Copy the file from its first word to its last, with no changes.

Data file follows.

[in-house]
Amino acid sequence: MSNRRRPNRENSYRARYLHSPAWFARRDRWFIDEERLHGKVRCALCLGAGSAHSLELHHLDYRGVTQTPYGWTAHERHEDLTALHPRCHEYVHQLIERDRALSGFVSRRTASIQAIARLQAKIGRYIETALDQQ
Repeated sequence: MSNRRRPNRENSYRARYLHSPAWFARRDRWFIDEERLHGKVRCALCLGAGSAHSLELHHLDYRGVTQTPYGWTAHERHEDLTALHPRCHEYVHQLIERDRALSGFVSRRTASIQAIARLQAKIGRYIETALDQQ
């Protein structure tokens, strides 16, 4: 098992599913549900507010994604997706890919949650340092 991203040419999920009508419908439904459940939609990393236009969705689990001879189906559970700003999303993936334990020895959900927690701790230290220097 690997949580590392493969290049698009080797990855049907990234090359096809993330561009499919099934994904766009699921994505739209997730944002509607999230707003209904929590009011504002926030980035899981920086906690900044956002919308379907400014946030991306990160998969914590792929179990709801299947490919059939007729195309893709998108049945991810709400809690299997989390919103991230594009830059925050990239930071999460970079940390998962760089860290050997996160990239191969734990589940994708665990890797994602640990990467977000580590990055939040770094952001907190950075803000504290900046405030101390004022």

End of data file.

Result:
[in-house]
Amino acid sequence: MSNRRRPNRENSYRARYLHSPAWFARRDRWFIDEERLHGKVRCALCLGAGSAHSLELHHLDYRGVTQTPYGWTAHERHEDLTALHPRCHEYVHQLIERDRALSGFVSRRTASIQAIARLQAKIGRYIETALDQQ
Repeated sequence: MSNRRRPNRENSYRARYLHSPAWFARRDRWFIDEERLHGKVRCALCLGAGSAHSLELHHLDYRGVTQTPYGWTAHERHEDLTALHPRCHEYVHQLIERDRALSGFVSRRTASIQAIARLQAKIGRYIETALDQQ
């Protein structure tokens, strides 16, 4: 098992599913549900507010994604997706890919949650340092 991203040419999920009508419908439904459940939609990393236009969705689990001879189906559970700003999303993936334990020895959900927690701790230290220097 690997949580590392493969290049698009080797990855049907990234090359096809993330561009499919099934994904766009699921994505739209997730944002509607999230707003209904929590009011504002926030980035899981920086906690900044956002919308379907400014946030991306990160998969914590792929179990709801299947490919059939007729195309893709998108049945991810709400809690299997989390919103991230594009830059925050990239930071999460970079940390998962760089860290050997996160990239191969734990589940994708665990890797994602640990990467977000580590990055939040770094952001907190950075803000504290900046405030101390004022």